(RAPID CITY, SD) – The Rapid City Rush, proud ECHL affiliate of the NHL’s Arizona Coyotes, announced today the first two members of the 2010 CHL Ray Miron Presidents’ Cup Championship Rush team that will return for the Opening Weekend celebration of their title. Goaltender Danny Battochio, and forward Colt King will be present on opening weekend for the championship reunion festivities in Rapid City as the Rush open against the Utah Grizzlies on October 25th and 26th.Follow the link to buy your tickets for the weekend series against the Grizzlies, and to see Colt King and Danny Battochio here: https://bit.ly/2G8qFt0
Battochio began his professional career with the Rush that season, and immediately proved himself as a top goaltender in the CHL. The 5’11”, 180-pound goaltender played in 42 games and registered a 28-5-4 record with a 2.60 GAA, and a .917 SV% along with a pair of shutouts. Aptly nicknamed “The Batman”, he finished that season among the league leaders in the CHL: he was second in wins, fourth in GAA and SV%, and fifth in saves (1,090), was named to the 2010 CHL All-Star Team, and was also the 2010 CHL Rookie of the Year. In the playoffs, Battochio appeared in 16 games, and went 12-4 with a 2.73 GAA, and .910 SV%. In 99:28 of hockey in Game 6 of the 2010 CHL Ray Miron Presidents’ Cup Finals, he stopped 46 of 49 shots en route to helping the Rush clinch the championship in a come-from-behind win.
“Time flies when you’re having fun, and there will be fun times to be had at this reunion,” Battochio first remarked on the celebration. “When I wrapped up my college career at St. Francis Xavier University, my coach there had connections to Joe Ferras and reached out while he was recruiting for the upcoming season. After talking with Joe, it seemed fitting that I start my career in Rapid City. I had many chats with Miguel Beaudry, the original Rush goaltender, as well, who I watched growing up playing with the Sudbury Wolves. He was one of my idols when I was younger, and I got to play with him that rookie season. How cool of a start to a career is that?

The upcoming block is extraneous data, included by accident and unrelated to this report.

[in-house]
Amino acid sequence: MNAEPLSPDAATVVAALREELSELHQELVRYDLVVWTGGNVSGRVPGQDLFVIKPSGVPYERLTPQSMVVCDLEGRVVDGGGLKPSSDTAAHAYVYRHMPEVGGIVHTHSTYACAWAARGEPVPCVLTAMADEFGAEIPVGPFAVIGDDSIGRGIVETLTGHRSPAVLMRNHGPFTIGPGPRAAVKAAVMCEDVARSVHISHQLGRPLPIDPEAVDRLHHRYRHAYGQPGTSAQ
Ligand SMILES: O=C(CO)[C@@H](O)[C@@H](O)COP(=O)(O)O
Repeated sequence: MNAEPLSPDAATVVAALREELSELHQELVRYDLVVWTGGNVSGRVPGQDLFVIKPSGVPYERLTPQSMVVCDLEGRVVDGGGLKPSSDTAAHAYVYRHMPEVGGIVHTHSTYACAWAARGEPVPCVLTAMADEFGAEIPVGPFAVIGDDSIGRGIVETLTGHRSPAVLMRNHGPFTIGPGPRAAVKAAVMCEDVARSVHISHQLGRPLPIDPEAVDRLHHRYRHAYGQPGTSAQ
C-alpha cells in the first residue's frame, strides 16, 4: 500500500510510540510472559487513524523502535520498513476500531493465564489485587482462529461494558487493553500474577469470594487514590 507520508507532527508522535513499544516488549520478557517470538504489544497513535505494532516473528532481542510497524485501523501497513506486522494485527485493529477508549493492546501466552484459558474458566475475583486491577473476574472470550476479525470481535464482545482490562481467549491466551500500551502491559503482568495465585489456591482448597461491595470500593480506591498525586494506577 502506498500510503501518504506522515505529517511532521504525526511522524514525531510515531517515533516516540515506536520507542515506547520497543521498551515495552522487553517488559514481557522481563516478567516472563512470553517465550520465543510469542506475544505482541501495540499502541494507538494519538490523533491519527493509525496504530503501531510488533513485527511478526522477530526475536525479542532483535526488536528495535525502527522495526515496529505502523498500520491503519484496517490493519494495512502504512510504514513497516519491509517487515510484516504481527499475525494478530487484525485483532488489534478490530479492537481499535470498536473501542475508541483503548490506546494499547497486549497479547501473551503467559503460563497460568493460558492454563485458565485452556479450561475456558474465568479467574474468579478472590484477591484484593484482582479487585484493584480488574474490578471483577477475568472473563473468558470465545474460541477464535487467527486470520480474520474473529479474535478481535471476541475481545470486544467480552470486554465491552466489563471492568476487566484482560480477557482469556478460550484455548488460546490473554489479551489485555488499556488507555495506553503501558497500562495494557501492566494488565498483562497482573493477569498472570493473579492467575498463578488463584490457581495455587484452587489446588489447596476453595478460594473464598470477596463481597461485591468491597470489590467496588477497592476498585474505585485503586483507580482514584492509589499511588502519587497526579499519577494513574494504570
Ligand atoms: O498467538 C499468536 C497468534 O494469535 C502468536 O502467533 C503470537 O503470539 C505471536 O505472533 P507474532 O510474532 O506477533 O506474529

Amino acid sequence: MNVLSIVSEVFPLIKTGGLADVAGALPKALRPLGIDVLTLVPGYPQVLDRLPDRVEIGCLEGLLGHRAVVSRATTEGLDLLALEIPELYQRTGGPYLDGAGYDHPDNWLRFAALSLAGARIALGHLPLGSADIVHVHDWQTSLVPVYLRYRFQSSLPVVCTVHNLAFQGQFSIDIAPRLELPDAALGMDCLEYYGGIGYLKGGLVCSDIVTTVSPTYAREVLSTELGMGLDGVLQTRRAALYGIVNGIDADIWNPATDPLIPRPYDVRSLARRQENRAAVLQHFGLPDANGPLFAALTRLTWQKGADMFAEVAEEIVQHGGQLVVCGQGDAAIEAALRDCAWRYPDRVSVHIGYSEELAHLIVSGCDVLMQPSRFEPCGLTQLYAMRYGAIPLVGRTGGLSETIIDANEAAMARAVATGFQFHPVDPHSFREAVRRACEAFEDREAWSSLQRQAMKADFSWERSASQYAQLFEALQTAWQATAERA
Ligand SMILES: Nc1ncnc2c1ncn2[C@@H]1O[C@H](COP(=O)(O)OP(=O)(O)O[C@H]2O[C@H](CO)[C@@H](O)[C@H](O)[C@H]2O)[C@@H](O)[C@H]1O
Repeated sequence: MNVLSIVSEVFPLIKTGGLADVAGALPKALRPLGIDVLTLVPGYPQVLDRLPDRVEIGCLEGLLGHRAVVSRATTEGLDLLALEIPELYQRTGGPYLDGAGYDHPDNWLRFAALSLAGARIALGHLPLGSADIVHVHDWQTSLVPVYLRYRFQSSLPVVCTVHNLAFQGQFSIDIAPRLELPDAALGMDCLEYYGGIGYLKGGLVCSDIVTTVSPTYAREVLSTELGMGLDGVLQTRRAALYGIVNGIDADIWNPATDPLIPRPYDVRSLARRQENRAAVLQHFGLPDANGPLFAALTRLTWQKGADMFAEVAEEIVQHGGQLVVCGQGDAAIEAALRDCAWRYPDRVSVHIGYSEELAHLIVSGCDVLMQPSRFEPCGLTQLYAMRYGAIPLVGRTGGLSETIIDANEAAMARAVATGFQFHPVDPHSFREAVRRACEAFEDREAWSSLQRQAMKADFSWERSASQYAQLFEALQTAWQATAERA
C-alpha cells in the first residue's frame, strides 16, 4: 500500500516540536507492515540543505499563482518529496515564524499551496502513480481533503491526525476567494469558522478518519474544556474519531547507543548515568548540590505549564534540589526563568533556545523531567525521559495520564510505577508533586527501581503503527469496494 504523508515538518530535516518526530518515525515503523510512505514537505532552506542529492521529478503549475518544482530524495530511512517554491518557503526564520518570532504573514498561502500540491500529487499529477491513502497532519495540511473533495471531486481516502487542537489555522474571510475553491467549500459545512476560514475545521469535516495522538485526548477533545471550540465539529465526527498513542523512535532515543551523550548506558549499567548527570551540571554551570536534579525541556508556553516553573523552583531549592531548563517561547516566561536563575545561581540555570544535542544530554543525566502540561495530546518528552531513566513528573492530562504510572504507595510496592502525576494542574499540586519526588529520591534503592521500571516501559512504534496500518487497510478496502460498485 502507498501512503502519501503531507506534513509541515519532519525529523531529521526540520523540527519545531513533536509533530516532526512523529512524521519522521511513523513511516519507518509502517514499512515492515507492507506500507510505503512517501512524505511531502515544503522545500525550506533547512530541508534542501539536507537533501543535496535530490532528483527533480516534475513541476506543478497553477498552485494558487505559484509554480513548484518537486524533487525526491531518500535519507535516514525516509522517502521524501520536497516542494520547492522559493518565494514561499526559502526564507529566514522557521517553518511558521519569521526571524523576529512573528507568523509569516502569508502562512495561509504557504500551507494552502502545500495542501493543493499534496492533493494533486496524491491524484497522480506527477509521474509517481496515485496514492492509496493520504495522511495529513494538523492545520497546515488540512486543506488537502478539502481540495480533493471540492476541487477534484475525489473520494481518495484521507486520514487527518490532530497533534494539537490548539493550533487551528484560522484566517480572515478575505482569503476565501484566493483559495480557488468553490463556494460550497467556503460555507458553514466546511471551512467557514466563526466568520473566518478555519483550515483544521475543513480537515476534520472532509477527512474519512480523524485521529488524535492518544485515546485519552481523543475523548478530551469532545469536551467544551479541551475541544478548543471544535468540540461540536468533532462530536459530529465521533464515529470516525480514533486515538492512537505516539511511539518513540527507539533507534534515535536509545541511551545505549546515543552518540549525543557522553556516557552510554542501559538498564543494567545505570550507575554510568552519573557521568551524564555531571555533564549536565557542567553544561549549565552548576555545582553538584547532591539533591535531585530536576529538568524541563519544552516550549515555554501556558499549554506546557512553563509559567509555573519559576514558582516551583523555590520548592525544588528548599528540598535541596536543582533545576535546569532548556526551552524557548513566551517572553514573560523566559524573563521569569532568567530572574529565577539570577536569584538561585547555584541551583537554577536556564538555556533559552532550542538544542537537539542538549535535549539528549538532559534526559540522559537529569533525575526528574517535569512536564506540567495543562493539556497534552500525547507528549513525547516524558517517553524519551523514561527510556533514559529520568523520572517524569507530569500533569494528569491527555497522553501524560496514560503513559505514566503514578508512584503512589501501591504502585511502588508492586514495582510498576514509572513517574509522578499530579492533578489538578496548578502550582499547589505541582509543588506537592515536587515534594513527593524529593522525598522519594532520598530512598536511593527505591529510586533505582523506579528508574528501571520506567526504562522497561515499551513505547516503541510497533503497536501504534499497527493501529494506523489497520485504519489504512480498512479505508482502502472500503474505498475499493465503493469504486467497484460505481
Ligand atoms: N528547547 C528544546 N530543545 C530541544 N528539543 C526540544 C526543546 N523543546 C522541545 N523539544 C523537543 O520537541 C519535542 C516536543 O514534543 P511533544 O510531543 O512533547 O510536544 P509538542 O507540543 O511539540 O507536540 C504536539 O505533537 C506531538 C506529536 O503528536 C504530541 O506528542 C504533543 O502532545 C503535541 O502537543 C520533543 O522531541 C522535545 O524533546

“I felt like I had to raise my game and be more focused right out of the gate as a first year professional. It was nice to come to a new environment that I had to prove myself and step up my game every minute I was in the crease,” Battochio added. “It also helped being surrounded by the type of leaders we had on that team as well for a rookie like me. It will definitely be fun to share this moment and re-live it all with the fans and my old teammates. I look forward to sharing this special moment with everyone come October 25th and 26th.”
A native of Lively, Ontario, Battochio spent 7 of his 8 professional seasons in Rapid City, amassing an overall record of 131-81-21 with a 2.61 GAA, .912 SV%, and 12 shutouts. Throughout his whole career at the major-junior, Canadian college, and professional levels with the OHL’s Ottawa 67’s, St. Francis Xavier University, Beibarys Atyrau in Kazakhstan, and the Rush, he never had a losing season. At the time of his retirement, Battochio laid claim to 27 different goaltending records, including most wins in Rush history in the regular season and postseason (131, 21), most games played all-time in Rush history for a goaltender in both the regular season and postseason (252, 39), most wins in a single season all-time and for a rookie (30, 28), and most shutouts all-time and in a single season (12, 4), among many others. On March 30, 2018, the Rush retired Battochio’s #30, making him the second player in team history to have a number retired, joining Scott Wray and his #17 in the rafters of Rushmore Plaza Civic Center Ice Arena.